Recording Low-Noise Directionally Peripheral Nerve Activity with a Novel Nerve Cuff Electrode
Sabetian,Parisa 1 ; Koh, Ryan 1, 2 ; Zariffa, José 1, 2, 3 ; Yoo, Paul 1, 3
1. Institute of Biomaterials and Biomedical Engineering, University of Toronto; 2. Toronto Rehabilitation Institute (TRI) - University Health Network (UHN) ; 3. Department of Electrical and Computer Engineering, University of Toronto
Background and Objective: Advances in electrode technology have facilitated the development of neuroprostheses for restoring motor/sensory function in disabled individuals. Artificial sensors and their detection algorithms provide reliable performance in different functional electrical stimulation (FES) system. However, they present problems, such as the need for frequent calibration, subject encumbrance, and cosmetic unacceptability, due to sensor dimensions and appearance. Neural recordings can also provide useful information regarding specific sensory or motor function that can be applied to FES systems for persons with spinal cord injury or stroke patients. Among myriad neural interfaces, the cuff electrode is an attractive tool for communicating with the peripheral nervous system. The tripolar cuff electrode is the most common nerve cuff design; however, the physical symmetry of this configuration generates compound action potential (CAP) recordings that are identical regardless of whether the neural activity is afferent or efferent in nature. The goal of this study is to design a nerve cuff configuration able to achieve low-noise directionally-sensitive recording of peripheral nerve activity.
Method: We investigated the feasibility of using a tetrapolar (4 electrode contacts) nerve cuff. The rational for this design was based on the use of two sets of tripolar electrode signals which are measured differentially in a bipolar configuration for differentiating recorded efferent/afferent neural activity. In this manner, we obtained two low-noise signals that are subtracted to yield a directionally-sensitive ENG. A finite element model was implemented (Comsol Multiphysics) to simulate 800 CAPs recorded by a tetrapolar nerve cuff electrodes for 3um, 5um, 10um and 20um fibers. A spatiotemporal template matching algorithm was applied to discriminate afferent and efferent activity.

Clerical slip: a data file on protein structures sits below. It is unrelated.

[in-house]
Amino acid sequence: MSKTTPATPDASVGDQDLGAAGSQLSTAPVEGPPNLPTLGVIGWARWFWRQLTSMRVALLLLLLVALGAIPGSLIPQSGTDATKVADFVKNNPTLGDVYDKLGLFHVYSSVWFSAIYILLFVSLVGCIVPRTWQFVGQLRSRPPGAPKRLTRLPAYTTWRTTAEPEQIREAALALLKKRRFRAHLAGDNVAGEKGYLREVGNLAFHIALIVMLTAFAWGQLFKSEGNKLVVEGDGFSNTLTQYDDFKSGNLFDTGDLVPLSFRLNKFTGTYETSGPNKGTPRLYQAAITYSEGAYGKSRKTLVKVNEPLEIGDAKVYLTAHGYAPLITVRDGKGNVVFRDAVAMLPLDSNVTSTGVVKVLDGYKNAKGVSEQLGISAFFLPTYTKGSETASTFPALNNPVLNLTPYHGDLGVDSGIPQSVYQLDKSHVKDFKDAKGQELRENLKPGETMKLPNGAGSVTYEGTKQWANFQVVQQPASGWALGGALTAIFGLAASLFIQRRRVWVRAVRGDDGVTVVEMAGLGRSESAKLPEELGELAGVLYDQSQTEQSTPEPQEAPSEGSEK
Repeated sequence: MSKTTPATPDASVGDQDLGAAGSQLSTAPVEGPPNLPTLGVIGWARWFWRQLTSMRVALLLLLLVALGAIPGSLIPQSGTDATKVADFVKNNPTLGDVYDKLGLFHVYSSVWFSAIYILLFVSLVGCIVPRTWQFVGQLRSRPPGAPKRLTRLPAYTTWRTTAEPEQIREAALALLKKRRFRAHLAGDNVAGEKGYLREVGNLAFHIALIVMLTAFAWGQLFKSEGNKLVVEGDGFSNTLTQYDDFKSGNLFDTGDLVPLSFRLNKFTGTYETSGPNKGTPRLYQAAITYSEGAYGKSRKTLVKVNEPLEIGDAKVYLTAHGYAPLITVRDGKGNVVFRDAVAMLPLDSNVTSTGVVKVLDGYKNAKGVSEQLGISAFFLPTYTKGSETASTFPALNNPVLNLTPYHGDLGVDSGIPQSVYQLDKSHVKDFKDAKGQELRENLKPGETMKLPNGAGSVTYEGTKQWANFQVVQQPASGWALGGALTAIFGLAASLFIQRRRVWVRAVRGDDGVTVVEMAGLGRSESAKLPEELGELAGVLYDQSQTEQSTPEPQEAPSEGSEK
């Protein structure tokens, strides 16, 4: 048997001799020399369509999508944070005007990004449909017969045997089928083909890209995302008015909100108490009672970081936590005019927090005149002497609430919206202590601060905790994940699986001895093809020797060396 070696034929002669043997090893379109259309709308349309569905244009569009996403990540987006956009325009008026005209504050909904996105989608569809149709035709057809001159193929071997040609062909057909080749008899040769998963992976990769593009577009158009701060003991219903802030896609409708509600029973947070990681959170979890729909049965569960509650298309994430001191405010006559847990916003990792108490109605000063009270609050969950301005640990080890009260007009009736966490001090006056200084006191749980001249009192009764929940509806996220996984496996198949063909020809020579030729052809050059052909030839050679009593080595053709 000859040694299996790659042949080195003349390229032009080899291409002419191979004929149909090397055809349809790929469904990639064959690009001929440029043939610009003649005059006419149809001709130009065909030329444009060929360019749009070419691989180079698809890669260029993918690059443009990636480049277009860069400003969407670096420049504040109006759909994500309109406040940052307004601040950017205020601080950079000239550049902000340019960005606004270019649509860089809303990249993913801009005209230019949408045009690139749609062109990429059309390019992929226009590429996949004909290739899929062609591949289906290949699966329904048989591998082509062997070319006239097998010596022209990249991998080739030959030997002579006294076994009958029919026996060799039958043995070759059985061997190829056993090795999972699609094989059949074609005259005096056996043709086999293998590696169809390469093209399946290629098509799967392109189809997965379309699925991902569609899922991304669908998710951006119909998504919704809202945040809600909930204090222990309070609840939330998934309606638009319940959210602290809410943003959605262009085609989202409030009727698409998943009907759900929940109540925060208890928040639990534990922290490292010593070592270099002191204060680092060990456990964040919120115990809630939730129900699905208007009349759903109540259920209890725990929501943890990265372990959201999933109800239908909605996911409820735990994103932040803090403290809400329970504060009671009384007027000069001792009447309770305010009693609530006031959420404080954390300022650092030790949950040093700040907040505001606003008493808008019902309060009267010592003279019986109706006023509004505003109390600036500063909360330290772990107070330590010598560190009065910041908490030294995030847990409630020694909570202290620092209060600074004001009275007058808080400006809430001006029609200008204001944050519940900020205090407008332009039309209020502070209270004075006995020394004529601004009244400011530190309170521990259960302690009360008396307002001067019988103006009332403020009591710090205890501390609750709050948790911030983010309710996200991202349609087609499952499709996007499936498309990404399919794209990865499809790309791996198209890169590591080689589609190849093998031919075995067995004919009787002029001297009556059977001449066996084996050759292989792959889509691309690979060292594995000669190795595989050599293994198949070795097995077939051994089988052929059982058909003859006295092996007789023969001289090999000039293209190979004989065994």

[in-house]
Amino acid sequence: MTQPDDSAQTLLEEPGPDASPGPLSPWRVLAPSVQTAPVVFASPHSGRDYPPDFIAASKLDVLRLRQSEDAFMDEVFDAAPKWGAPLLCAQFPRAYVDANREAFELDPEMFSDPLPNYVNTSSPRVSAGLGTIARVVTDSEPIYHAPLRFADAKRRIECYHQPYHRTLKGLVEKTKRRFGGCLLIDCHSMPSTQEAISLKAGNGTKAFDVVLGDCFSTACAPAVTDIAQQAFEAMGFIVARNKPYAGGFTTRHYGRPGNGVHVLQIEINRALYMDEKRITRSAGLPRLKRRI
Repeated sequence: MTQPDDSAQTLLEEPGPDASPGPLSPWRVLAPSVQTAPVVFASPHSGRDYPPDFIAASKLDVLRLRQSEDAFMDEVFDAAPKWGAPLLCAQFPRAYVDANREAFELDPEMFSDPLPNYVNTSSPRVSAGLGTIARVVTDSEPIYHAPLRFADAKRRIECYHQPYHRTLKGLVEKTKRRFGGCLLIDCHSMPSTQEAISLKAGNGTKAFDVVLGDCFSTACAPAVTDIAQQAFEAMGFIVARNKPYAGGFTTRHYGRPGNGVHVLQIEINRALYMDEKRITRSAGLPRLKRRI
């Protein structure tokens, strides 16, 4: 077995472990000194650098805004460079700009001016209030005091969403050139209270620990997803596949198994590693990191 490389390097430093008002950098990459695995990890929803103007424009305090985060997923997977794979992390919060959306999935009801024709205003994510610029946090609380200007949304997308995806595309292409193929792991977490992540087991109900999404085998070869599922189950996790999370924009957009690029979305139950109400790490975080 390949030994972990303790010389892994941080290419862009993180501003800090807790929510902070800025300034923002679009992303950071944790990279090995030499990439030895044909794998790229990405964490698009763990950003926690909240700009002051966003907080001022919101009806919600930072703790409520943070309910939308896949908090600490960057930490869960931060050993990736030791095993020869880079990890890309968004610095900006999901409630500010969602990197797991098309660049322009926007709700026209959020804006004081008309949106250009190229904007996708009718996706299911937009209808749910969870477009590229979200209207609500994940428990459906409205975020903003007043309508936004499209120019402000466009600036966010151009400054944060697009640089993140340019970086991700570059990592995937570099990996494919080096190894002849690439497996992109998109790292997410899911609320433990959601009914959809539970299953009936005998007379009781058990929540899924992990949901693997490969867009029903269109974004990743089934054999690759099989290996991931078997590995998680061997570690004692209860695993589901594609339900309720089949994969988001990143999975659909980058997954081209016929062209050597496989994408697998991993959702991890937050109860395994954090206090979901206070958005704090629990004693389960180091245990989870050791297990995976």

Results: The afferent/efferent signal-to-noise ratio classification accuracy was 78.6 ± 24.9% across 4 different noise levels (e.g., 0 dB, -5 dB, -12 dB, and -20 dB) corresponding to each fiber’s signal. In vivo experiments in anesthetized rats confirmed that the CAPs from the sciatic nerve were recorded in response to potassium chloride (KCl) applied to the proximal and distal direction of bipolar cuff electrode with opposite polarity.
Conclusion: The preliminary computational results indicate that directional sensitivity can be achieved using tetrapolar cuff electrode. In addition, our preliminary experimental results introduced a novel animal model to record non-electrically evoked CAP in both afferent and efferent pathways using bipolar electrode. Future studies will be aimed at investigating the feasibility of using tetrapolar electrode to record ‘directionally-sensitive’ neural activity applying KCl.